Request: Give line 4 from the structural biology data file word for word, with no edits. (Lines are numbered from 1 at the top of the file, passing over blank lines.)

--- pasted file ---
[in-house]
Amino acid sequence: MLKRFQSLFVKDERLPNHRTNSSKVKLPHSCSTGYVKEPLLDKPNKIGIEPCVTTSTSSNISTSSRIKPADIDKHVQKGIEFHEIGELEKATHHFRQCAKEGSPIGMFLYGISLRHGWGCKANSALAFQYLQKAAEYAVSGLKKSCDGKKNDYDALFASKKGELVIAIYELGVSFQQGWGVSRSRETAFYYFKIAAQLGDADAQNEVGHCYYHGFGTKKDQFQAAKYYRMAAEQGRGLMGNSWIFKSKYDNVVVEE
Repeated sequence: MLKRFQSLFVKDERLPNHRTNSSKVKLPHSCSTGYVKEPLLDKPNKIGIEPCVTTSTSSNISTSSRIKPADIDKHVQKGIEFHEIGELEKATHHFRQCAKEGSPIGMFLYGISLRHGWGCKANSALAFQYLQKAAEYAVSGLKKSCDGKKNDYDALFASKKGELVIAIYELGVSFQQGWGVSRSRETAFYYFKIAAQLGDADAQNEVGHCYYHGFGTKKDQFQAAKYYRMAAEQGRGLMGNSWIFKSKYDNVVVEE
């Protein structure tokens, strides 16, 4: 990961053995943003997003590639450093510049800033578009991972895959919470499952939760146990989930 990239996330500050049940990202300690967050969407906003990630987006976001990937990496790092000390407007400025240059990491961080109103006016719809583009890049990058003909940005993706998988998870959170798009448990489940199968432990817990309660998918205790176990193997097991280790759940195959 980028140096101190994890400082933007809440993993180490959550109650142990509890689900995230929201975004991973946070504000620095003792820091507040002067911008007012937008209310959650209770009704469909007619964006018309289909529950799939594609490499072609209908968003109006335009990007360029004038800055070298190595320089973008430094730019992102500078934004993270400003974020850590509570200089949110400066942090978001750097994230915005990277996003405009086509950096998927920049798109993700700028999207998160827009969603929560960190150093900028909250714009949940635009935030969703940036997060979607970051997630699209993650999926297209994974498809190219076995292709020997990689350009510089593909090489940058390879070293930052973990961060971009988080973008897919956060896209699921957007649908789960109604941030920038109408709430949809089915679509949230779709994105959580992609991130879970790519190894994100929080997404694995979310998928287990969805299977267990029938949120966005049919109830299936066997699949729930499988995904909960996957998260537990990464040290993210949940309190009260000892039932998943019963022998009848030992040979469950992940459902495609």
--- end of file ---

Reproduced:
């Protein structure tokens, strides 16, 4: 990961053995943003997003590639450093510049800033578009991972895959919470499952939760146990989930 990239996330500050049940990202300690967050969407906003990630987006976001990937990496790092000390407007400025240059990491961080109103006016719809583009890049990058003909940005993706998988998870959170798009448990489940199968432990817990309660998918205790176990193997097991280790759940195959 980028140096101190994890400082933007809440993993180490959550109650142990509890689900995230929201975004991973946070504000620095003792820091507040002067911008007012937008209310959650209770009704469909007619964006018309289909529950799939594609490499072609209908968003109006335009990007360029004038800055070298190595320089973008430094730019992102500078934004993270400003974020850590509570200089949110400066942090978001750097994230915005990277996003405009086509950096998927920049798109993700700028999207998160827009969603929560960190150093900028909250714009949940635009935030969703940036997060979607970051997630699209993650999926297209994974498809190219076995292709020997990689350009510089593909090489940058390879070293930052973990961060971009988080973008897919956060896209699921957007649908789960109604941030920038109408709430949809089915679509949230779709994105959580992609991130879970790519190894994100929080997404694995979310998928287990969805299977267990029938949120966005049919109830299936066997699949729930499988995904909960996957998260537990990464040290993210949940309190009260000892039932998943019963022998009848030992040979469950992940459902495609």